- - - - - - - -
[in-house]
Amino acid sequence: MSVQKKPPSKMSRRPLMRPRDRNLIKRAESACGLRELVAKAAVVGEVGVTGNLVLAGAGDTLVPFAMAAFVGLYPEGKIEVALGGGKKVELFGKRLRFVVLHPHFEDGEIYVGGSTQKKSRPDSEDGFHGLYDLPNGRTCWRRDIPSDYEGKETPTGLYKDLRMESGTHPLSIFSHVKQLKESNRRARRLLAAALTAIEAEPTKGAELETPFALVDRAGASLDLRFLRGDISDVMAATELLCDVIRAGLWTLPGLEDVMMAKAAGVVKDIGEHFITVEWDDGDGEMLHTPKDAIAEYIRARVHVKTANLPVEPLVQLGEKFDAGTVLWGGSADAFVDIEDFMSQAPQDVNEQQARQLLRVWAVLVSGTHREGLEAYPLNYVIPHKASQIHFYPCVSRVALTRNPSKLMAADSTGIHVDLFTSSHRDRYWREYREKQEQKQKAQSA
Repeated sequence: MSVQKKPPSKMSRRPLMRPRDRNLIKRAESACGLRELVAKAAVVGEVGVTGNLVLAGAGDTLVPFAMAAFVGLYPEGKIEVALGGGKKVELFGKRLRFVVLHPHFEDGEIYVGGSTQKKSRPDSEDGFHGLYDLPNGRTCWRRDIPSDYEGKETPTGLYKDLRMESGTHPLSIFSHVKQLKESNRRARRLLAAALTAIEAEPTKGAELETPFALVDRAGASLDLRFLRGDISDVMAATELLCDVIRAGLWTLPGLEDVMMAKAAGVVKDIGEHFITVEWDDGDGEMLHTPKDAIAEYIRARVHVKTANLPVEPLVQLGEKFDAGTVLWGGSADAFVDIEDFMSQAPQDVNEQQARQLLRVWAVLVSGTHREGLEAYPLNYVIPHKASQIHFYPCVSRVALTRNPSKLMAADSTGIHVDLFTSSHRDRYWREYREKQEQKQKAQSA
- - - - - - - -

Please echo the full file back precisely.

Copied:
[in-house]
Amino acid sequence: MSVQKKPPSKMSRRPLMRPRDRNLIKRAESACGLRELVAKAAVVGEVGVTGNLVLAGAGDTLVPFAMAAFVGLYPEGKIEVALGGGKKVELFGKRLRFVVLHPHFEDGEIYVGGSTQKKSRPDSEDGFHGLYDLPNGRTCWRRDIPSDYEGKETPTGLYKDLRMESGTHPLSIFSHVKQLKESNRRARRLLAAALTAIEAEPTKGAELETPFALVDRAGASLDLRFLRGDISDVMAATELLCDVIRAGLWTLPGLEDVMMAKAAGVVKDIGEHFITVEWDDGDGEMLHTPKDAIAEYIRARVHVKTANLPVEPLVQLGEKFDAGTVLWGGSADAFVDIEDFMSQAPQDVNEQQARQLLRVWAVLVSGTHREGLEAYPLNYVIPHKASQIHFYPCVSRVALTRNPSKLMAADSTGIHVDLFTSSHRDRYWREYREKQEQKQKAQSA
Repeated sequence: MSVQKKPPSKMSRRPLMRPRDRNLIKRAESACGLRELVAKAAVVGEVGVTGNLVLAGAGDTLVPFAMAAFVGLYPEGKIEVALGGGKKVELFGKRLRFVVLHPHFEDGEIYVGGSTQKKSRPDSEDGFHGLYDLPNGRTCWRRDIPSDYEGKETPTGLYKDLRMESGTHPLSIFSHVKQLKESNRRARRLLAAALTAIEAEPTKGAELETPFALVDRAGASLDLRFLRGDISDVMAATELLCDVIRAGLWTLPGLEDVMMAKAAGVVKDIGEHFITVEWDDGDGEMLHTPKDAIAEYIRARVHVKTANLPVEPLVQLGEKFDAGTVLWGGSADAFVDIEDFMSQAPQDVNEQQARQLLRVWAVLVSGTHREGLEAYPLNYVIPHKASQIHFYPCVSRVALTRNPSKLMAADSTGIHVDLFTSSHRDRYWREYREKQEQKQKAQSA